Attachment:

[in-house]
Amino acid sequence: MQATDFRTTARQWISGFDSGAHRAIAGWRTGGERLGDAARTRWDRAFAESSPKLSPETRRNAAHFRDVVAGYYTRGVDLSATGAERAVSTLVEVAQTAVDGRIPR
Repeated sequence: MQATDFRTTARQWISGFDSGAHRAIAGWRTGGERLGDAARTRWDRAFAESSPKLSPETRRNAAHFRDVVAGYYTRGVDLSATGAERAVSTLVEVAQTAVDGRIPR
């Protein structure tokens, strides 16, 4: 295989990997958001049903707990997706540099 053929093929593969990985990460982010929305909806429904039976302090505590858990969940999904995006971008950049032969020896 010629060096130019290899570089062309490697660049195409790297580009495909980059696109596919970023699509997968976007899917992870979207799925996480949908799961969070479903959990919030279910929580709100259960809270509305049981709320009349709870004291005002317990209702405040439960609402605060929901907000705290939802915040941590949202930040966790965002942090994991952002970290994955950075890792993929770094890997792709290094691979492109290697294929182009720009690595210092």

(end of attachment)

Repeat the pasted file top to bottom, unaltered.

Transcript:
[in-house]
Amino acid sequence: MQATDFRTTARQWISGFDSGAHRAIAGWRTGGERLGDAARTRWDRAFAESSPKLSPETRRNAAHFRDVVAGYYTRGVDLSATGAERAVSTLVEVAQTAVDGRIPR
Repeated sequence: MQATDFRTTARQWISGFDSGAHRAIAGWRTGGERLGDAARTRWDRAFAESSPKLSPETRRNAAHFRDVVAGYYTRGVDLSATGAERAVSTLVEVAQTAVDGRIPR
């Protein structure tokens, strides 16, 4: 295989990997958001049903707990997706540099 053929093929593969990985990460982010929305909806429904039976302090505590858990969940999904995006971008950049032969020896 010629060096130019290899570089062309490697660049195409790297580009495909980059696109596919970023699509997968976007899917992870979207799925996480949908799961969070479903959990919030279910929580709100259960809270509305049981709320009349709870004291005002317990209702405040439960609402605060929901907000705290939802915040941590949202930040966790965002942090994991952002970290994955950075890792993929770094890997792709290094691979492109290697294929182009720009690595210092």